“Everyone of them has lost the hotel motel tax. They’ve lost big contributors,” Tumlin said. “I’m worried about every one of them. I think it’s going to take a community effort to keep them all healthy.”
Just as there is a group devoted to helping such nonprofits in the county, called United Arts of Cobb, Tumlin said he wants to create one that would promote and raise funds for the arts and cultural groups in the city.
As a tax attorney, Tumlin said he could prepare the founding documents and obtain IRS approval, but he is looking for three to five people to serve on such a board.
“Because of the vast importance to our cultural, financial, historical and tourism well-being provided by these museums and theaters around the Square, it is time to begin an effort to work for them,” Tumlin said. “In these tough economic times, our efforts for support must be broad, and we must create opportunities for giving.”
On Monday, Theatre in the Square co-founder Palmer Wells issued an SOS to supporters, warning that his group was “undergoing the worst financial crisis of our existence.” The irony, Wells writes, is that while Theatre in the Square is celebrating the beginning of its landmark 30th anniversary season, “we are — quite bluntly put — on the brink of financial disaster.”
Wells announced an emergency drive to raise $225,000 by Oct. 15 through a “Save Your Seat” campaign. For $1,000, supporters can have their name engraved in a plaque attached to the back of one of the seats in the theater.
Raye Varney, Theatre in the Square’s managing director, said their annual budget has fallen from $2.1 million in 2007 down to about $1.5 million now.
“We’ve done two rounds of layoffs, and we’re down to nine full time and a handful of part time,” Varney said. “We’ve cut our operating budget almost 30 percent in the last four years. We’ve taken pay cuts. We’re really trying to work our end of it.”
Varney said Theatre in the Square lost 75 percent of its corporate supporters in the first 18 months of the recession. The good news is that ticket sales have held steady at around 65 percent of the nonprofit’s income, which is higher than the national average of 50 percent, she said.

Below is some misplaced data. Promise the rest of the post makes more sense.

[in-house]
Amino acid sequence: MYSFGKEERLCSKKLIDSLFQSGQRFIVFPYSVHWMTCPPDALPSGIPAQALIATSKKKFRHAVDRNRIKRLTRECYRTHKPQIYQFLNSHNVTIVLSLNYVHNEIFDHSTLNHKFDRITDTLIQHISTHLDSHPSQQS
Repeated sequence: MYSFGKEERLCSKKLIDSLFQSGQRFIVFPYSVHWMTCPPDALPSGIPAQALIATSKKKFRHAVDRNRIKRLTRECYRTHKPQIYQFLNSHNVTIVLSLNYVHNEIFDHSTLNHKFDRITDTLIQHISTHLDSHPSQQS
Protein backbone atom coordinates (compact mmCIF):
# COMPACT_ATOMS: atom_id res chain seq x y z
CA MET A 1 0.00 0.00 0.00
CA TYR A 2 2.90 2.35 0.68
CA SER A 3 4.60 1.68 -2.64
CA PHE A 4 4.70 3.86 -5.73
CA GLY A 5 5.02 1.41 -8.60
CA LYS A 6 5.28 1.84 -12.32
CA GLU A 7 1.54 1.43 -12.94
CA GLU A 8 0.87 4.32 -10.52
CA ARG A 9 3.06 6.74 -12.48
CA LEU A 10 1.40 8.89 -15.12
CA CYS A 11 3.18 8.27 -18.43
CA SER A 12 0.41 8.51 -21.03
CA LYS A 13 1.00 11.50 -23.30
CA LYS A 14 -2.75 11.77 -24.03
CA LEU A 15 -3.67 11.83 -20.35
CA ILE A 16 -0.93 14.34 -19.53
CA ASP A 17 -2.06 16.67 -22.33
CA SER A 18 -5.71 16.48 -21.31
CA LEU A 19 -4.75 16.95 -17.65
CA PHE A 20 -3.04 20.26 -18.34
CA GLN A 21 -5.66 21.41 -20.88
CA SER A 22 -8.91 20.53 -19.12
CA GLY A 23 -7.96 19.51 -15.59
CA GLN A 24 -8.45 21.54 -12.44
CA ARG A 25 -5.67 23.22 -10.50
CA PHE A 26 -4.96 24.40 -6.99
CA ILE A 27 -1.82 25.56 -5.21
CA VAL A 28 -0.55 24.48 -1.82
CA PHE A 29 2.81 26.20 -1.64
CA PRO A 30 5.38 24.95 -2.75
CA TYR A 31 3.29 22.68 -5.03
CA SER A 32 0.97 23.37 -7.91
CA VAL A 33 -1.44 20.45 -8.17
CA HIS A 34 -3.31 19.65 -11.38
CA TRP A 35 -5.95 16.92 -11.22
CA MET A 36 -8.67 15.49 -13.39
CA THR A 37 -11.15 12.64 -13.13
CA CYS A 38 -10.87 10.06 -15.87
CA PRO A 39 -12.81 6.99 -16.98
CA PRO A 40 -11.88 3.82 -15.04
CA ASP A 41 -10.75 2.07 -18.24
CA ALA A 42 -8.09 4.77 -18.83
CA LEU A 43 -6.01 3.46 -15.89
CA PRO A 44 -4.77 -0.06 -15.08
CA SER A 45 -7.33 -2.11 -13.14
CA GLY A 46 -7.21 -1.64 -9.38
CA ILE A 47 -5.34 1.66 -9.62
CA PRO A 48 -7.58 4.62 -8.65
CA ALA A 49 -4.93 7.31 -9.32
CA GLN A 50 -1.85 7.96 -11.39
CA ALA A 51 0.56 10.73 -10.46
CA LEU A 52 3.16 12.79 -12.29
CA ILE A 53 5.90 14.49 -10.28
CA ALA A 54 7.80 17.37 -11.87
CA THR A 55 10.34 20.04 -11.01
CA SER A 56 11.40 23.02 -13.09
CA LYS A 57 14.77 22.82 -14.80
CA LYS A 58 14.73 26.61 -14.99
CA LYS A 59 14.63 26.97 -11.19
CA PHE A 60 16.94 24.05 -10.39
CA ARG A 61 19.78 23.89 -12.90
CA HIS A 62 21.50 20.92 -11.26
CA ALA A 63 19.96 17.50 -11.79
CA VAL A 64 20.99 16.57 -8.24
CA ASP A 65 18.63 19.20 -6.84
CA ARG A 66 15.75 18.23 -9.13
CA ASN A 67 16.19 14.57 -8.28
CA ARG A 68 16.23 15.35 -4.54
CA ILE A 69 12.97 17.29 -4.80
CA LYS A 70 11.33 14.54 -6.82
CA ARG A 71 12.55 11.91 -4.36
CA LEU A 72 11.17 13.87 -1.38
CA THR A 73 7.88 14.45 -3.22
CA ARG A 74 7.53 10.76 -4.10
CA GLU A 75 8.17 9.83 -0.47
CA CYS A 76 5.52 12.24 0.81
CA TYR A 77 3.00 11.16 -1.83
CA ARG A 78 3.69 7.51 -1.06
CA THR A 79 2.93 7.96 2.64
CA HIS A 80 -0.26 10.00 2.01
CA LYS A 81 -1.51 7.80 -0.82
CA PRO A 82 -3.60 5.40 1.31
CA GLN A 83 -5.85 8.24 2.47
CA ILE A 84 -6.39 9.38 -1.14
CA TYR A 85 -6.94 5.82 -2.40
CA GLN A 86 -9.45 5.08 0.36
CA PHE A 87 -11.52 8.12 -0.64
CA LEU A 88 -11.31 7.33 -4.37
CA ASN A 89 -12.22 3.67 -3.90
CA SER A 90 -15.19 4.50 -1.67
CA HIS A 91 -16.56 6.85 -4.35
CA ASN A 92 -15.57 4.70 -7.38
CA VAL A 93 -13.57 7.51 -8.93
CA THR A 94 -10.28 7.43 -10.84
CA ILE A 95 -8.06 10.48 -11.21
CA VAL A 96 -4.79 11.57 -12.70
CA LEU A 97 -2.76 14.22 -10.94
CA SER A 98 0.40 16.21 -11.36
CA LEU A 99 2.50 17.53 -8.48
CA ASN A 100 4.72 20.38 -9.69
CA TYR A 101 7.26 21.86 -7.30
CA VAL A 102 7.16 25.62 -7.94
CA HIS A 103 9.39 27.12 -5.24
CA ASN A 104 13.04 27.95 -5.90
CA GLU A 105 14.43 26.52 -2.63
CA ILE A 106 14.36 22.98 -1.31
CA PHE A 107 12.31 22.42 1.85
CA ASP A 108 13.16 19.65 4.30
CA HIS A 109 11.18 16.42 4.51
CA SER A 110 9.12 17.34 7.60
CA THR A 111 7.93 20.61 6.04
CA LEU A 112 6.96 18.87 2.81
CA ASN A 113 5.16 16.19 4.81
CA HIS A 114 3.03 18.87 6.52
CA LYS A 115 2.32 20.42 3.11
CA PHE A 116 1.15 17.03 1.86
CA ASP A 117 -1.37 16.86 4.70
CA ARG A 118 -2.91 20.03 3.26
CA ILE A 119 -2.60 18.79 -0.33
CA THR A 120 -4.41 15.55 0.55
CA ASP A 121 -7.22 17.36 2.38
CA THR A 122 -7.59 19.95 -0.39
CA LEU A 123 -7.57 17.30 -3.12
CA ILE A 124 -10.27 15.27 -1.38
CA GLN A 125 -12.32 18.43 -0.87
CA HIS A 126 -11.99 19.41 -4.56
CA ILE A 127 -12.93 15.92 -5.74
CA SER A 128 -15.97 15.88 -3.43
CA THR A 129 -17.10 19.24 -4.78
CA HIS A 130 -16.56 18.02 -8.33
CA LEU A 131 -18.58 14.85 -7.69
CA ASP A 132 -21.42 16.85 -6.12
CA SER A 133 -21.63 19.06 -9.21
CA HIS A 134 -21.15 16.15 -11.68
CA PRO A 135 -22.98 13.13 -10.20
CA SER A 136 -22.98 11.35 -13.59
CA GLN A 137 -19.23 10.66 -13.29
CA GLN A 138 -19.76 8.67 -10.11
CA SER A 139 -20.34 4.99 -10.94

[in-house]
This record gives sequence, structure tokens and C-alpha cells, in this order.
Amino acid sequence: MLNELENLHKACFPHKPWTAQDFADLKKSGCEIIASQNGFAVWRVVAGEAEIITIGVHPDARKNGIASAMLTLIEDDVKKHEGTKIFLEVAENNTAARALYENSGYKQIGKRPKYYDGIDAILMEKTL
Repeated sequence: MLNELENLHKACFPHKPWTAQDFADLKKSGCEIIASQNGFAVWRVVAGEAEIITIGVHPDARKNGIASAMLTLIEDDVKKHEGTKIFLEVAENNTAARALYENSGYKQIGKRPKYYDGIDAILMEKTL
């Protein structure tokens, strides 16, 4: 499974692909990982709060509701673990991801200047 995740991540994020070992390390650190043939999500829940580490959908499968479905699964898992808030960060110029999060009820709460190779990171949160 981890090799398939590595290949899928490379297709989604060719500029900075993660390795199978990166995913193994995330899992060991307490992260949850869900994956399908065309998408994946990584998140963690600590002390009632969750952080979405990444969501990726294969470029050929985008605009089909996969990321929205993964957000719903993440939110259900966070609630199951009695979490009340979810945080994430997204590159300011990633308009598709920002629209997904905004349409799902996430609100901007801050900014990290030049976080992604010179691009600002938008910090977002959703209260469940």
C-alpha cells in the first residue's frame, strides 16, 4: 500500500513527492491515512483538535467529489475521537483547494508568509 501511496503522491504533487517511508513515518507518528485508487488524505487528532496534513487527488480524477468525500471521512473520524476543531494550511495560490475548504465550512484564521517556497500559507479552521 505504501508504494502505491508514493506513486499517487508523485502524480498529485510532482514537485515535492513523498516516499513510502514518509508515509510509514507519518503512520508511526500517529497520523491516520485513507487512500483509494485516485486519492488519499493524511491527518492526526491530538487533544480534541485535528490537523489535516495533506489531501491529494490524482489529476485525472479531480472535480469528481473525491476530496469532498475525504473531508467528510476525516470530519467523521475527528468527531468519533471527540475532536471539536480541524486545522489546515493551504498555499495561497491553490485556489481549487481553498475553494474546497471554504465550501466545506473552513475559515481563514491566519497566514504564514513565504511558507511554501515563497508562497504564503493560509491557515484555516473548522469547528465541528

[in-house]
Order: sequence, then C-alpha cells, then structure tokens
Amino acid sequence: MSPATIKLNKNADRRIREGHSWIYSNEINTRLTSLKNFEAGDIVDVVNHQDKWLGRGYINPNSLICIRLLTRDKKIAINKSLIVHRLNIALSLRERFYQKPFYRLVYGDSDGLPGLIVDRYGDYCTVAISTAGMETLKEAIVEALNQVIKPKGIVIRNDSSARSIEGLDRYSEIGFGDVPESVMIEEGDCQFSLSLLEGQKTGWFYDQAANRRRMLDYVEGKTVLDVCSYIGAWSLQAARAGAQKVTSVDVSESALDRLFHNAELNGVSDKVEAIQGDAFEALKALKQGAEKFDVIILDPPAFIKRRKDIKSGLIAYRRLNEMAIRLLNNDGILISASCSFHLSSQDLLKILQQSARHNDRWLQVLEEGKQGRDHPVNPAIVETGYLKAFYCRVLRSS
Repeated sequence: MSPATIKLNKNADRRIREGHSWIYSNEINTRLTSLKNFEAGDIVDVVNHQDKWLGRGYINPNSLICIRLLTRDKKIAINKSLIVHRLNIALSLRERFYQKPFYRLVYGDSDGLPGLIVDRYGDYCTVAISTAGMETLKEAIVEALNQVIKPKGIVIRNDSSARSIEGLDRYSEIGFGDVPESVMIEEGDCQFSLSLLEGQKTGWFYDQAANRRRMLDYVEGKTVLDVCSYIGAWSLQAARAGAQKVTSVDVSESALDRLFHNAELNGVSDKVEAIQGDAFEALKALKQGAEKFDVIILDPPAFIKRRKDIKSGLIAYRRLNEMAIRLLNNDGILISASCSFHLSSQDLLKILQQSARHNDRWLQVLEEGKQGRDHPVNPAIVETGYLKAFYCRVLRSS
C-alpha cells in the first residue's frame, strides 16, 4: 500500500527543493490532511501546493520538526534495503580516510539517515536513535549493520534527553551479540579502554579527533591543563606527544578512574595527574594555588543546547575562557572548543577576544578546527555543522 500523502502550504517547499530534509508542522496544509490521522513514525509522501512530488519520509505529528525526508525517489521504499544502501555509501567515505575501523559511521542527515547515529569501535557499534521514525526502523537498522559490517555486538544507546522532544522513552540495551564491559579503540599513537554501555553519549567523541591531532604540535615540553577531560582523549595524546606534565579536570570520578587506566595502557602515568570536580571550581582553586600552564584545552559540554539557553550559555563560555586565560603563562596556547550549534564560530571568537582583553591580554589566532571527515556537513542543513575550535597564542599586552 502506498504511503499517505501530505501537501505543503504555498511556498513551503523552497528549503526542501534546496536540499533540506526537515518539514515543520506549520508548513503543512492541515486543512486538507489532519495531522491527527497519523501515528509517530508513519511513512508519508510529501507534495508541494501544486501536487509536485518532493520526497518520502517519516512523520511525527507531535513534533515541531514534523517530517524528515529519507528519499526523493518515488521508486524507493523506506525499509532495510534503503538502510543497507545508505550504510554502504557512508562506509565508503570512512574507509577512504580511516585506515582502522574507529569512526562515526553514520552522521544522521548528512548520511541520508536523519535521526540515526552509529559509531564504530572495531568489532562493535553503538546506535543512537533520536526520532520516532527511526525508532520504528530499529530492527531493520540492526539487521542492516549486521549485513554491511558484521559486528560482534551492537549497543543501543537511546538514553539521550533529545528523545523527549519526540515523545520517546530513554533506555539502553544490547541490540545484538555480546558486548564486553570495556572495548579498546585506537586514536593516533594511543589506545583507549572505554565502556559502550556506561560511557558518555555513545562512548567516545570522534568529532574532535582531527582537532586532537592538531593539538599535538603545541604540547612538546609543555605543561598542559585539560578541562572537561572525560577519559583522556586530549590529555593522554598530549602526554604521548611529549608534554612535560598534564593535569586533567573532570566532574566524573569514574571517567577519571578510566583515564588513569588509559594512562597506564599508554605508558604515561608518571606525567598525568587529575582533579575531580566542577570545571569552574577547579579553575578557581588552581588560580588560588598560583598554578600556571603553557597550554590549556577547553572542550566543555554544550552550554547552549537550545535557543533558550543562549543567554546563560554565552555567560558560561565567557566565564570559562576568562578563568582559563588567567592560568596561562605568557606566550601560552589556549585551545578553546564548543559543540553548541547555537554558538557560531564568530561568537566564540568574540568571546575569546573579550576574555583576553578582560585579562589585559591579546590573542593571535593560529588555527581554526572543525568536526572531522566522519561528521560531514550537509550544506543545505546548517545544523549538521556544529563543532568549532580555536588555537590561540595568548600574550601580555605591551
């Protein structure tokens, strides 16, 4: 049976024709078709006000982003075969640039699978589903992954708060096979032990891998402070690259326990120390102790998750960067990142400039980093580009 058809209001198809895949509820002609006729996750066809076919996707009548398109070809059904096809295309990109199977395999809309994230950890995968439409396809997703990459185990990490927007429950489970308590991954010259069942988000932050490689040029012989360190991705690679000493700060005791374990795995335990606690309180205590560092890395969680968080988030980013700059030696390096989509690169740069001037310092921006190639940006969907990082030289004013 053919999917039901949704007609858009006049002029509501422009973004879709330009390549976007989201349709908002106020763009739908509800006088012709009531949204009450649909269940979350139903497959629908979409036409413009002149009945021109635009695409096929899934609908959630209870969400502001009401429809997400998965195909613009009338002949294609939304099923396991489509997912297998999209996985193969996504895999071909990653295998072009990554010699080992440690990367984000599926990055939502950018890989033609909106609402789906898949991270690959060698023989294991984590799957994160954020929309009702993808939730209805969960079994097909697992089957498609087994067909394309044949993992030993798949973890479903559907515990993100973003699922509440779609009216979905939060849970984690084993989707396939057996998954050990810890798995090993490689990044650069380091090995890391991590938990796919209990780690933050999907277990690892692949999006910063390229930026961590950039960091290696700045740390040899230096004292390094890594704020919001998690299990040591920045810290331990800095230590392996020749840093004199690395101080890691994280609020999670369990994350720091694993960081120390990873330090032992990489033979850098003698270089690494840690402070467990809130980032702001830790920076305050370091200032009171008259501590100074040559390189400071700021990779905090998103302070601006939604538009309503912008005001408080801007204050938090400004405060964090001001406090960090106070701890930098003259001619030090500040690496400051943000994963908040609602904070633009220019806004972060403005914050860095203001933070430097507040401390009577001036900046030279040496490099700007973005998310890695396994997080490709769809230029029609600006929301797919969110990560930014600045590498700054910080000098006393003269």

“It’s just that other 35 percent,” she said. “As a not-for-profit organization, we are eligible for donations, but it’s been tough for all the nonprofits, and a lot of times the arts aren’t as thought of in an economy where we are dealing with empty food pantries, and we certainly understand.”
Dr. Harlon Crimm, who chairs the board of the Marietta Museum of History, said the museum’s finances are equally troubling.
“The museum is in a situation now unlike anything it’s ever been in before,” Crimm said. “We have already had to go into reserves (now at a level of between $140,000 to $150,000 left), but we’re out there trying to do as much as we can in combating the problem.”
Crimm said the museum has eliminated two positions that amounted to about $40,000. The museum is also renting out the ground floor of Kennesaw House for various functions such as weddings. The space can seat between 75 to 100, he said.
The museum leases the three-story Kennesaw House from the Downtown Marietta Development Authority. Crimm said he’s asked the DMDA board to help with rent payments until it gains stability. Last fall, museum officials signed a triple-net lease for the entire 19,298-square-foot Kennesaw House building. The lease calls for payments of $3,750 per month but holds the museum responsible for all expenses, taxes, insurance and utilities. Previously, the museum had only occupied the second and third floors of the antebellum building.
DMDA member James Eubanks said Crimm’s request is under consideration.
“How long can we last?” Crimm asked. “It’s very difficult to say, but we will have to have some reserves, and we will have to do some more reduction of expenses.”